I consider my drawings an organism where all the elements
that make that make life possible can be conjugated. I speak
of what is very close to me but also to any person. I assume
fear as a means of creation.
DGO, Retrato hablado [Facial Composite], 1993
por Víctor Palacios
In downtown Mexico City, from his adolescence, Daniel Guzmán Osorio (1964) began to transmute his experiences and the cultural environment that surrounded him through drawing; comics, horror movies, popular magazines, rock, pornography and science fiction were his raw material. The continuous exercise of the transformed copy from his own incipient subjectivity served as the vortex of his creative drive.
Where to or how to process graphically everything offered by an increasingly mediatic and globalized world after the fall of the Berlin Wall in 1989?
His time at the UNAM National School of Plastic Arts (ENAP) in the early 90s was decisive. Not only was he fortunate to learn from important figures such as Gilberto Aceves Navarro and Guillermo Santamarina, but also to befriend a group of colleagues with whom he co-founded the independent studio Temístocles 44 (1993-1995).
This center for learning, experimentation and collective production included artists Sofía Táboas, Eduardo Abaroa, Abraham Cruzvillegas, Pablo Vargas Lugo, Damián Ortega, Fernando García Correa, among others. The result was an effervescent hotbed ideal for exploring other languages and strategies typical of the post-conceptual art of those years. Drawing, instead of waning, found related fields in other media such as sculpture, installation and video. At the same time, his work began to be nourished by literary and philosophical texts as part of an intense dialogue with the artist Luis Felipe Ortega. Since then, his main references have been visual artists such as Dan Graham, Mike Kelley and Bruce Nauman, as well as writers such as Samuel Beckett, Roberto Bolaño, Charles Bukowski, William Burroughs and Phillip K. Dick, to name a few.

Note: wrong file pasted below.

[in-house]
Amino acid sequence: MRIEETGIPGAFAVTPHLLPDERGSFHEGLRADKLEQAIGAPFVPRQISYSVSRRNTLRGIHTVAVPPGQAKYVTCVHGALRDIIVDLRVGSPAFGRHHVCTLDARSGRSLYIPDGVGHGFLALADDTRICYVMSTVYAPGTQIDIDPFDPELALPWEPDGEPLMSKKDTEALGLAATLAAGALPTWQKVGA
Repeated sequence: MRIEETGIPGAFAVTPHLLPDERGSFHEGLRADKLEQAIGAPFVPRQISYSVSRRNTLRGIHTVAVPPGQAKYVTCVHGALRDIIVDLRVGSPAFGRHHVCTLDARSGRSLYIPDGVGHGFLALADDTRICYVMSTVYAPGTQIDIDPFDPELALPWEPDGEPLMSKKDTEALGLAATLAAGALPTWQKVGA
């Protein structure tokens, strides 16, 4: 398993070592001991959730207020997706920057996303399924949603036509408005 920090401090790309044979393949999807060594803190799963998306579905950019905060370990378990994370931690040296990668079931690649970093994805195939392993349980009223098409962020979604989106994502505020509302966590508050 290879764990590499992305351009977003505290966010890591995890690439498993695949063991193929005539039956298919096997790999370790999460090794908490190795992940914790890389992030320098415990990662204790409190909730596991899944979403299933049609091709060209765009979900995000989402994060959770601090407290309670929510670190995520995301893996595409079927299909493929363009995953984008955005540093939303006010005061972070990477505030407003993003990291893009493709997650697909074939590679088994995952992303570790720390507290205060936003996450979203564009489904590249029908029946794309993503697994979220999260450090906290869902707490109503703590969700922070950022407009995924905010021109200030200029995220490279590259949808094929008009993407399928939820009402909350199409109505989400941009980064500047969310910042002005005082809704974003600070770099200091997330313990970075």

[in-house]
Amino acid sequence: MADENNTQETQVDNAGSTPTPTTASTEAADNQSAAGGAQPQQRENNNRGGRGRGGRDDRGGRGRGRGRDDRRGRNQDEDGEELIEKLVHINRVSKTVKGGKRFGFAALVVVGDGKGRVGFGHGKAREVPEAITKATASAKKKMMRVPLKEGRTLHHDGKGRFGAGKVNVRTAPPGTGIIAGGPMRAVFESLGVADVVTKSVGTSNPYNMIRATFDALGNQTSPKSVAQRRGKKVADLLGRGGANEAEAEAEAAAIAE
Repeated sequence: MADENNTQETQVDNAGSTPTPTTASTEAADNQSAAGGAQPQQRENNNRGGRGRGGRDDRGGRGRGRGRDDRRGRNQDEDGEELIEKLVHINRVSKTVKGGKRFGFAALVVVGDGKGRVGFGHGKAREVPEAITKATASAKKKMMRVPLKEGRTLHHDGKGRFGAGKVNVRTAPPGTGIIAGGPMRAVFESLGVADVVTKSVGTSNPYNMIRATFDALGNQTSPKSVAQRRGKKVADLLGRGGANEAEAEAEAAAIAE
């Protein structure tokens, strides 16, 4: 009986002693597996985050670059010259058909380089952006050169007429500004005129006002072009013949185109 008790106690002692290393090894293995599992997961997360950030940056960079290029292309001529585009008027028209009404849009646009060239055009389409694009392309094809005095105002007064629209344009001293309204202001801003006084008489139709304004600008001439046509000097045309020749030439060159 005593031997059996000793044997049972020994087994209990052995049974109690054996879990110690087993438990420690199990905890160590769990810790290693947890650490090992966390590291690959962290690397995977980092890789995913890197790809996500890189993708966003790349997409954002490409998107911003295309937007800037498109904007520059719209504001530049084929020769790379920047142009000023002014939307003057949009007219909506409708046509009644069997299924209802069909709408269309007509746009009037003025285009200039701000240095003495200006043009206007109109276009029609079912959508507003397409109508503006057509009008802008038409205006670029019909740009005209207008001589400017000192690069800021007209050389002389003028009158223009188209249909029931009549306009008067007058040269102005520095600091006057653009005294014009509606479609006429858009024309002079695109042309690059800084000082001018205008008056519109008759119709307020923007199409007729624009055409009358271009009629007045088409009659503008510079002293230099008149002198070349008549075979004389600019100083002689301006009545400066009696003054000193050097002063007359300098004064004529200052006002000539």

This exhibition, a postponed but tremendously evocative, political and fractured wake, is the result of the artist’s last five years of work. However, it gathers in parallel a revealing set of works, documents, artifacts, notes and unclassifiable detritus that have been the genesis and an indisputable catalyst of his present. It is a visceral archive of his narrative meanderings and vice versa gradually engendered by more than four decades of future battles. The structure of the exhibition, in the form of a publication, consists of the following three chapters:
1. We are all archaeological sites.
2. The twilight zone.
3. This is the trap. This is nowhere and it is forever.
Guzman Osorio seems to have reached that lurid and fascinating point mentioned by the Swedish writer Sven Lindqvist in his book Exterminate All the Brutes (2004). “In the tunnel’s darkness, the digger very easily loses his bearings. It is here that his art is put to the test.”